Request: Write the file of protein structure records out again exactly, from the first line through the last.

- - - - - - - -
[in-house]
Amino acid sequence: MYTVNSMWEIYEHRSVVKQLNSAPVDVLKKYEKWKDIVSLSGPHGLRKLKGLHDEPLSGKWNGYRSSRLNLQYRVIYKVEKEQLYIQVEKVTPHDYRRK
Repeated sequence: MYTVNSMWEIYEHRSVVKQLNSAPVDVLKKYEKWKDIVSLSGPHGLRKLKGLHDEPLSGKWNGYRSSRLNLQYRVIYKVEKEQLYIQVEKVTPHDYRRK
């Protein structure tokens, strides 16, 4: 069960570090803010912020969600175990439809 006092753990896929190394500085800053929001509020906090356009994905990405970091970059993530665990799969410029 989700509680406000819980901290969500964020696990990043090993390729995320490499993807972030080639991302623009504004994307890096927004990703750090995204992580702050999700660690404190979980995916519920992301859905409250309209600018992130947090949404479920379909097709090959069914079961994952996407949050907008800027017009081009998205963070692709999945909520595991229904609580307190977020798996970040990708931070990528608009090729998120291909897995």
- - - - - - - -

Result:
[in-house]
Amino acid sequence: MYTVNSMWEIYEHRSVVKQLNSAPVDVLKKYEKWKDIVSLSGPHGLRKLKGLHDEPLSGKWNGYRSSRLNLQYRVIYKVEKEQLYIQVEKVTPHDYRRK
Repeated sequence: MYTVNSMWEIYEHRSVVKQLNSAPVDVLKKYEKWKDIVSLSGPHGLRKLKGLHDEPLSGKWNGYRSSRLNLQYRVIYKVEKEQLYIQVEKVTPHDYRRK
């Protein structure tokens, strides 16, 4: 069960570090803010912020969600175990439809 006092753990896929190394500085800053929001509020906090356009994905990405970091970059993530665990799969410029 989700509680406000819980901290969500964020696990990043090993390729995320490499993807972030080639991302623009504004994307890096927004990703750090995204992580702050999700660690404190979980995916519920992301859905409250309209600018992130947090949404479920379909097709090959069914079961994952996407949050907008800027017009081009998205963070692709999945909520595991229904609580307190977020798996970040990708931070990528608009090729998120291909897995």